There's a very beautiful reason why it's unintuitive (as a special case, it also explains why the PD itself is unintuitive): in real life, there is always another iteration
. To understand this assertion, one must consider the "Environment of Evolutionary Adaptedness". During most of the period that is relevant to our current evolutionary make up, we lived in small tribes of around 100 or so. In such a context, there are no one-time encounters. Therefore, we never evolved a mechanism for subconsious (intuitive) reasoning about finite iteration games.
This last statement requires an explanation. It turns out that we reason about logical propositions by turning them into games in our head. Thus, even if the IPD is presented in an abstract manner, we interpret it in a tribal context. To prove this, Cosmides and Tooby performed a brilliant experiment in which they asked test subjects to evaluate a simple boolean formulas (IIRC, something that would simplify with a single application of De Morgan's laws). Lacking mathematical sophistication, the test subjects mostly failed. When given the same formula, however, with the variable names and relations replaced by "Alice", "cheated on", "Bob" and so on, not only did they succeed, their answers were so instantaneous as to have been necessarily subconscious.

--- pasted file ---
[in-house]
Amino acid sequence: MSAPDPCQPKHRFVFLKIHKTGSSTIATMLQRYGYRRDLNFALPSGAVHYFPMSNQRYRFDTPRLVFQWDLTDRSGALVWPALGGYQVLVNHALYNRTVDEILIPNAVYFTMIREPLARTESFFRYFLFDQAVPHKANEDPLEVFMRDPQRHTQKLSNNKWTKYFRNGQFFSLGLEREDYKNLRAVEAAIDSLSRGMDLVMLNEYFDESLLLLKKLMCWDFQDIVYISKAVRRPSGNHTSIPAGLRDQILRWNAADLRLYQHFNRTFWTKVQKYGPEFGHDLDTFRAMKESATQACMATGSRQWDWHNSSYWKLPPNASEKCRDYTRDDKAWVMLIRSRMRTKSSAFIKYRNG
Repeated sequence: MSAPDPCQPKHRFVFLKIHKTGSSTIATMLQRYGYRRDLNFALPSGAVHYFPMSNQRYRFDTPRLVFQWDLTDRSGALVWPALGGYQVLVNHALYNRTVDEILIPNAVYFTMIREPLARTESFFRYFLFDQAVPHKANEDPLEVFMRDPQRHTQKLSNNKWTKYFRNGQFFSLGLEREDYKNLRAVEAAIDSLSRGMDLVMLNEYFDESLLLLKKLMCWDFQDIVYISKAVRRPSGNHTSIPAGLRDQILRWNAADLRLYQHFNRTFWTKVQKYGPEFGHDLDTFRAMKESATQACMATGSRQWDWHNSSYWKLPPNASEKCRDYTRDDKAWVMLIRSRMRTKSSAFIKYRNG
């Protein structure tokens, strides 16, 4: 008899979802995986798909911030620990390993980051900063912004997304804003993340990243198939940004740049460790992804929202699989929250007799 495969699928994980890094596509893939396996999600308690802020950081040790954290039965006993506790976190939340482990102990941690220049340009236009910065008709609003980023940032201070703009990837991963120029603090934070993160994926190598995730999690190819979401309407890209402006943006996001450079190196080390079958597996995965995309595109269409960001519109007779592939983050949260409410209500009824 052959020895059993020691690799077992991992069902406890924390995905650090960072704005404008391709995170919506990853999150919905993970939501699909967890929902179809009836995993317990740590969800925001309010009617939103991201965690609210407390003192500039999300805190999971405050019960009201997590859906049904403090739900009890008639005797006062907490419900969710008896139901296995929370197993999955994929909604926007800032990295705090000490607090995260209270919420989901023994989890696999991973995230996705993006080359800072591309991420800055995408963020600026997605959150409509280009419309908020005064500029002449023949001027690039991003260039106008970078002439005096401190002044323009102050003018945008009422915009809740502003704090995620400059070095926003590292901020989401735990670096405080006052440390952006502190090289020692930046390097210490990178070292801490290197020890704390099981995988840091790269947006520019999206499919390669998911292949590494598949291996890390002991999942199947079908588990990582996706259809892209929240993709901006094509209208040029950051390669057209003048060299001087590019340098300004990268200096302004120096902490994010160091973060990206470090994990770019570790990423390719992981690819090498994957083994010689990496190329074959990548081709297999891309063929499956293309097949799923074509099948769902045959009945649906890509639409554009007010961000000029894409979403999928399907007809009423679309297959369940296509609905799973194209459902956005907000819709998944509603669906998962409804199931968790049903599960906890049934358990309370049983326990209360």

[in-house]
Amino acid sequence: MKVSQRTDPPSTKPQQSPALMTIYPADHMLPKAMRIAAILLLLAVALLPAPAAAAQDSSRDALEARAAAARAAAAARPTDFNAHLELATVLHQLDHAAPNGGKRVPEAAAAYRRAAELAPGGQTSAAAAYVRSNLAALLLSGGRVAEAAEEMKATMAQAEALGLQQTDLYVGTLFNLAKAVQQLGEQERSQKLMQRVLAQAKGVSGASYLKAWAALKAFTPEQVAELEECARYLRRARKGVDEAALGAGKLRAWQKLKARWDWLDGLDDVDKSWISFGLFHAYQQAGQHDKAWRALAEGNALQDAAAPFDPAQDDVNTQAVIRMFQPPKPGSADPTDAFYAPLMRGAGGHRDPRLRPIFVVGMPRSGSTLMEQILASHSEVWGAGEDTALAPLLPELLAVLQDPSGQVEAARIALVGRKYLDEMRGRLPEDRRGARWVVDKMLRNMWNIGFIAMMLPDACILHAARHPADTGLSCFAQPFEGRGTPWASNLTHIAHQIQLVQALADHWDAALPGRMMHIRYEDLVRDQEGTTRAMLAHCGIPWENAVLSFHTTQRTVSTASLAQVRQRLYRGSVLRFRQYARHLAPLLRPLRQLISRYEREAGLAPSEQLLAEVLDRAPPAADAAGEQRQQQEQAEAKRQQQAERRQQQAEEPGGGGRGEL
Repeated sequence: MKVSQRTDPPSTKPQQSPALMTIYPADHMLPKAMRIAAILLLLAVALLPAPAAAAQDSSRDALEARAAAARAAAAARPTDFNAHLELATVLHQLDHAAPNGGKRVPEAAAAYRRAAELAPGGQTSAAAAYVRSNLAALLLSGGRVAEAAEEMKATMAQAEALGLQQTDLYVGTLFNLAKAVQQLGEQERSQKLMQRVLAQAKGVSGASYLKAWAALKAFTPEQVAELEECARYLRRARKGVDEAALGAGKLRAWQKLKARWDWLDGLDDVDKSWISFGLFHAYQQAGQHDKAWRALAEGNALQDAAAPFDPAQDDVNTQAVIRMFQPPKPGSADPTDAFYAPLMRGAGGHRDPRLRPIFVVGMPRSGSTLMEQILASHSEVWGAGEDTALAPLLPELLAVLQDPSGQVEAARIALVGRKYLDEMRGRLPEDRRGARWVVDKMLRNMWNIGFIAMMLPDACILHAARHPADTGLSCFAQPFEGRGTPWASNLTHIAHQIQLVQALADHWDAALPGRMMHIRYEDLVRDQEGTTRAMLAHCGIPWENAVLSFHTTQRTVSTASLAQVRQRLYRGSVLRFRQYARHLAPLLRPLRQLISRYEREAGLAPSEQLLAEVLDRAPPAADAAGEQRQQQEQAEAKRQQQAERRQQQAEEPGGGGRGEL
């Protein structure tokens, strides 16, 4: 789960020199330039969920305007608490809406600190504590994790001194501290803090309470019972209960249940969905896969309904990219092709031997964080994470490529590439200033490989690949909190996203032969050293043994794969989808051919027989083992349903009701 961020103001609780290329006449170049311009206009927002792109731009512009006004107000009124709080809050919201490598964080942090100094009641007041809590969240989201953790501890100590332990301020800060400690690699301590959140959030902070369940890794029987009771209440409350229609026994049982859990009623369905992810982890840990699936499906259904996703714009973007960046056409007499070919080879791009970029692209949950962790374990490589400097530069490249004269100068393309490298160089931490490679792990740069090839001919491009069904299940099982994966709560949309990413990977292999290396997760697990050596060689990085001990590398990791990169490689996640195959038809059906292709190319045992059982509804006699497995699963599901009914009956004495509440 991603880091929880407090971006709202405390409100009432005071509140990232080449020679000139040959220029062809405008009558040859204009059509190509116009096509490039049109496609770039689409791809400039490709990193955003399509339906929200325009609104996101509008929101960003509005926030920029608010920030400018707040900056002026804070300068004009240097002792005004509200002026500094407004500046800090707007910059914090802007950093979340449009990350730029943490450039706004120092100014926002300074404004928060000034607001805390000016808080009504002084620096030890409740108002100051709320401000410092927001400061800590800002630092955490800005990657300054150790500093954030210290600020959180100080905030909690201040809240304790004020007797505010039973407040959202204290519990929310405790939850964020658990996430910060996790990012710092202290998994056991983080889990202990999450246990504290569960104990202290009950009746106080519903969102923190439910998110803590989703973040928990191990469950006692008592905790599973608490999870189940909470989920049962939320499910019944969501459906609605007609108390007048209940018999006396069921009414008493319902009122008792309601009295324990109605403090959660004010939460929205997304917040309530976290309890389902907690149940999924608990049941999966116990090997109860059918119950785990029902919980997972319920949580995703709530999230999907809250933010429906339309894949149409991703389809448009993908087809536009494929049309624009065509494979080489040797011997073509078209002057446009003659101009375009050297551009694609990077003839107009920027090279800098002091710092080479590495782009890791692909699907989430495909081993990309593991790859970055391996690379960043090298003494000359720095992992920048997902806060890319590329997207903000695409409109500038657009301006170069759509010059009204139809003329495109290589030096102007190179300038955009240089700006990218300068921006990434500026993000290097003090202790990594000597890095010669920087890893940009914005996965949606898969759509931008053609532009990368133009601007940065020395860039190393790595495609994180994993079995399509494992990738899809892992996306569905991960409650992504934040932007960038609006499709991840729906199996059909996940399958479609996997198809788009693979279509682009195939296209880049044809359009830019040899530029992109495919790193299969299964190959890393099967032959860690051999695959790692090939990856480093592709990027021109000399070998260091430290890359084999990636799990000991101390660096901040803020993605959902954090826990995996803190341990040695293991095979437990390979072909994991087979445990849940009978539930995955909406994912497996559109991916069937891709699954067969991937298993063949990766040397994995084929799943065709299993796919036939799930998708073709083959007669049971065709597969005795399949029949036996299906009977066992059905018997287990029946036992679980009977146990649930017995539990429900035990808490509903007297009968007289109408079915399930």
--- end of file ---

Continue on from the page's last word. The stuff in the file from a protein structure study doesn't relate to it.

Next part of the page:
I might have mangled some details of the experiment, but that's essentially it. To me it is one of the best science experiments ever.
Actually, the above explanation also solves the paradox of the Ultimatum game
, and it doesn't seem to have been proposed yet. Maybe I should write a paper on it :)